Want to be in the driver’s seat? CONTINUED....

Stop using your credit. It makes little sense to scrape together money for paying down your debt and then run out and rack up new charges. Freeze the cards, throw them behind the fridge or bury them. Remove the temptation.

Next, take stock of your debt situation. This may take an hour or three, but having a written plan means you are way more likely to get to where you want to be. Write down all the places to which you owe money and how much you owe. List what you owe by interest rate with the most expensive (the highest rate) at the top of the list. This is the order in which you’ll pay off your debt to save on interest costs.

Calculate the minimum payment on each debt. That’s what you HAVE to pay to keep current so you don’t bruise your credit history. Write the minimum payments beside each debt and add ‘em up.

Making your minimum payments on all your debt isn’t enough to dig you out of the hole. You have to come up with more money, throwing everything else you have at your most expensive debt. As that’s paid off, move to your next most expensive debt. Each time you move down the list, you’ll snowball, adding the payment you were making to the debt you’ve just paid off to the next most expensive that you’re about to tackle.

One of the tried-and-true ways of reducing the pressure your debt may be creating on your budget is to consolidate: pile it all in one place at a reasonable rate of interest. Consolidations give you breathing room. Consolidations cut your interest costs. Well, they’re supposed to.

Increasingly Canadians are being offered consolidation loans at ten percent or more above prime. Those higher-than-we’re-used-to rates are a reflection of two things: lenders mistrusting their borrowers’ ability (or is it “willingness”?) to keep their commitments, and the tighter money market. But consolidation may still work in your favour if you’re swapping a ridiculously high interest rate on a rapacious credit card for whatever lower rate you can negotiate. After all, every penny you don’t have to spend in interest is a penny that can go towards paying down your debt.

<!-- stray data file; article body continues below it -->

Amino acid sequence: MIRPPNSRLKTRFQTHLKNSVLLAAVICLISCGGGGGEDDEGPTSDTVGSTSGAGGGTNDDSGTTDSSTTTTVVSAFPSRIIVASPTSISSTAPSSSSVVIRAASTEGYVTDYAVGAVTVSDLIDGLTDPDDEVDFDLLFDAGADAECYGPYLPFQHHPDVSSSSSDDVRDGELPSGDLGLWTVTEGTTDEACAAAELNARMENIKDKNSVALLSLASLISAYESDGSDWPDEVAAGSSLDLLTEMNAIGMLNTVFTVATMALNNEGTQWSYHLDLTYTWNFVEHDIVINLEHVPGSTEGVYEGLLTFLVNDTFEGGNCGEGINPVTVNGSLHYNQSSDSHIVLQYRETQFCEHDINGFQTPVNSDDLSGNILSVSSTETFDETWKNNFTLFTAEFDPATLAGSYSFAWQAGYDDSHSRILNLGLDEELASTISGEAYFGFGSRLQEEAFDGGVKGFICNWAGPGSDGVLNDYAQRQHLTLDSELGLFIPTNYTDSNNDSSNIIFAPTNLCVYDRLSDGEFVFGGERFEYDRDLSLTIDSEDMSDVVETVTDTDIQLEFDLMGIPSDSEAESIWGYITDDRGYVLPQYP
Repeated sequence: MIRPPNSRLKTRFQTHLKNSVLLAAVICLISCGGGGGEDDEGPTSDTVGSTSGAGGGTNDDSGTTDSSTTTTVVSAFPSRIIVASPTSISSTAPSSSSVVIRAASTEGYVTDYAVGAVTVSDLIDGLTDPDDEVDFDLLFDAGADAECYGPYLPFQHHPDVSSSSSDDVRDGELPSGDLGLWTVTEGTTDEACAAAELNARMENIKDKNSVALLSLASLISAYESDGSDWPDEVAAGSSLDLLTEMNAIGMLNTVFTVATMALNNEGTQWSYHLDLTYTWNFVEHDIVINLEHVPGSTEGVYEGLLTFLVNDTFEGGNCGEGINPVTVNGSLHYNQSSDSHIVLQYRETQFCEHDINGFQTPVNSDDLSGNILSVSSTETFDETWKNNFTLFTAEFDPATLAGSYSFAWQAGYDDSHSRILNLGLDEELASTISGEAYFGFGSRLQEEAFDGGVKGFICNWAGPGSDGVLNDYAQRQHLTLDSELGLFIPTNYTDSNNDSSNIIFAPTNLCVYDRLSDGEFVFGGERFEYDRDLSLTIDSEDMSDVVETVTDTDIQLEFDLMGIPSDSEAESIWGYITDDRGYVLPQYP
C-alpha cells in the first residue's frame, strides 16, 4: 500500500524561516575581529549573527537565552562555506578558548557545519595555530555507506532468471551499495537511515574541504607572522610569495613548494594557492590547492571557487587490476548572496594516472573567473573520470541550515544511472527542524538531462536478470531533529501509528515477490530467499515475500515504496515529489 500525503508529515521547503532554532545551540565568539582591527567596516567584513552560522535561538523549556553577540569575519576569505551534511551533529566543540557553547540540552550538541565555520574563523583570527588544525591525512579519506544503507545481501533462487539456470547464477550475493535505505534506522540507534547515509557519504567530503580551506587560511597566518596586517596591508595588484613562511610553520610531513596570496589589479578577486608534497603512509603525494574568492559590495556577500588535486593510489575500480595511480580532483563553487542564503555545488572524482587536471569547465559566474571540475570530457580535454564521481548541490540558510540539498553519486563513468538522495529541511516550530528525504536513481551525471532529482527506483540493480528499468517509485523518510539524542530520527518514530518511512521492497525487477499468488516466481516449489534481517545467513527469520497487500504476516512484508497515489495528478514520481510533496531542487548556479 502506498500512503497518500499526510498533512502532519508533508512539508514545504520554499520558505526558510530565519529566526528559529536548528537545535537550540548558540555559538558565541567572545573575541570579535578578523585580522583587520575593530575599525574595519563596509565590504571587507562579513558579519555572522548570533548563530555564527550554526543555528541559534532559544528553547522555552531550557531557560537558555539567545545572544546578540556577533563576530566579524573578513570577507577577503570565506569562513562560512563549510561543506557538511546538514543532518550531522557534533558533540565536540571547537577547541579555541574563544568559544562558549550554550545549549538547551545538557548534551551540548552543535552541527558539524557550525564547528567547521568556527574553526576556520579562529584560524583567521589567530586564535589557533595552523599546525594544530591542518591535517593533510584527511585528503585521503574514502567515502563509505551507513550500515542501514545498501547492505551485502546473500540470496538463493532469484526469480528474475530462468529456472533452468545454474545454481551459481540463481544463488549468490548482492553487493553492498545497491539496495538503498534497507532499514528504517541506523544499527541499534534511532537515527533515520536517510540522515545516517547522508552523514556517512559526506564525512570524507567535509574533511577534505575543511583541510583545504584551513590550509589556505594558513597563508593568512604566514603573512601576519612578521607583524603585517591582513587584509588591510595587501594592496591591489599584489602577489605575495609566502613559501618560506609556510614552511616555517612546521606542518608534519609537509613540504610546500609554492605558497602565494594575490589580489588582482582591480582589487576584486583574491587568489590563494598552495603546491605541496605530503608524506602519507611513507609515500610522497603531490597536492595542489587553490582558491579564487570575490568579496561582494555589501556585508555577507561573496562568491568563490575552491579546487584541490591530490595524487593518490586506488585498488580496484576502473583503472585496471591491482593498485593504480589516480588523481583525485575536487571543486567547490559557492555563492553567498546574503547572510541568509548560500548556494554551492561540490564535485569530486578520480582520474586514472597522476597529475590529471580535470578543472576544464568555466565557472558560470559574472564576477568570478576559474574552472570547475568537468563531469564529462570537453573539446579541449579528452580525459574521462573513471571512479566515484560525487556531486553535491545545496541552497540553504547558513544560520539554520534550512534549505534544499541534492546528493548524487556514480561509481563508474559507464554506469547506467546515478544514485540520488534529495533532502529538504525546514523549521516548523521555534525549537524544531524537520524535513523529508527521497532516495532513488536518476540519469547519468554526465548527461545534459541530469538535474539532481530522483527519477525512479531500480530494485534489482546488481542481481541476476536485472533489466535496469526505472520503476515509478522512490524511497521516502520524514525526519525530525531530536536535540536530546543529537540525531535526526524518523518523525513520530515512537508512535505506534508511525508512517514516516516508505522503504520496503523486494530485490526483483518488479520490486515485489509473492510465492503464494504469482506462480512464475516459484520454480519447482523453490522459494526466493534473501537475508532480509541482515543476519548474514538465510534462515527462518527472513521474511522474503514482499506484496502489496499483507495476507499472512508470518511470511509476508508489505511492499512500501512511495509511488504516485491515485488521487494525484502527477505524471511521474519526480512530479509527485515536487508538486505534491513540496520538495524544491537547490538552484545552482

If you add up your debt and get a queasy feeling in your stomach because you can’t believe how much you owe, you’re not alone. Time to make a budget. If you don’t know where your money is going, you don’t stand a hope in hell of getting to Debt Free.

Finding the money to make your debt history once and for all probably means trimming your spending. Go over your budget with a paring knife and trim out all the non-essentials that are sucking away your money. How much did you come up with? Do it again. Now how much do you have? Do it again. And again. You want that budget to be so tight it squeaks. You’re going to add whatever you’ve squeezed out of your budget to the payment on your most expensive debt. So if you managed to trim another $300 from your budget, you add that $300 to the payment on the first debt on your list.

Every penny counts. Start carrying a notebook around with you and whenever you save money on something write it in your notebook. When you get home that night, make a payment of however much you’ve saved that day against the debt that’s at the top of your list. The faster you make a payment, the quicker you turn off the interest clock. Now you’ve put what you saved to good use as opposed to leaving it in your wallet where you can spend it on something else.

Have you heard, less is the new more! Go through your home room by room and choose two things you can live without. Have a yard sale, list things on craigslist or eBay, or sell your stuff through a consignment shop. You might not get a lot for whatever you’re selling, but whatever you get is money you won’t have to pay interest on. Apply that money to the debt at the top of your list.

If after all your trimming, selling, planning, and budgeting, you don’t have enough money to pay down your debt and eat, you’ll have some tough decisions to make: Will you find way to make more money so you can pay off your debt? Or will you take a trip to a bankruptcy trustee and join the legions of Canadians who are turning to the courts for help dealing with their overwhelming debt?

The reason bankruptcy exists is because there’s just no other way but to cut your losses and start fresh. With unemployment at record highs, the economy in the dumper, and people carrying the highest levels of consumer debt ever, bankruptcy may be the only way to move forward.

The key to moving through bankruptcy smoothly is to get yourself to someone who is smart, capable, efficient, and committed to helping you. Trustees are a dime a dozen these days and, as with everything else, all trustees aren’t good at what they do. So make sure you find someone reputable with whom to deal.

Declaring bankruptcy is no walk in the park. With crappy credit histories, you’ll see frost in hell before lenders will let you borrow at anything but the most exorbitant rates. That’s one of the penalties for going bankrupt. But bankruptcy is also not the end of the world. If you’re so buried in debt that you can’t keep up with payments and keep a roof over your head, then navel gazing and questioning the “ethics” isn’t going to get you to a place where you can take control of your life. A plan for how to fix the mess and how not to do it again EVER will.

Times are tough. Just ask the record number of unemployed and all the folks who are up to their eyeballs in debt. But wishing it weren’t so isn’t going to do you a bit of good.

Know that there is a way out. It won’t be easy. But it’s doable. And as long as you learn the lesson, maybe the pain, embarrassment and frustration will have been worth it.

You DO know what the lesson is don’t you?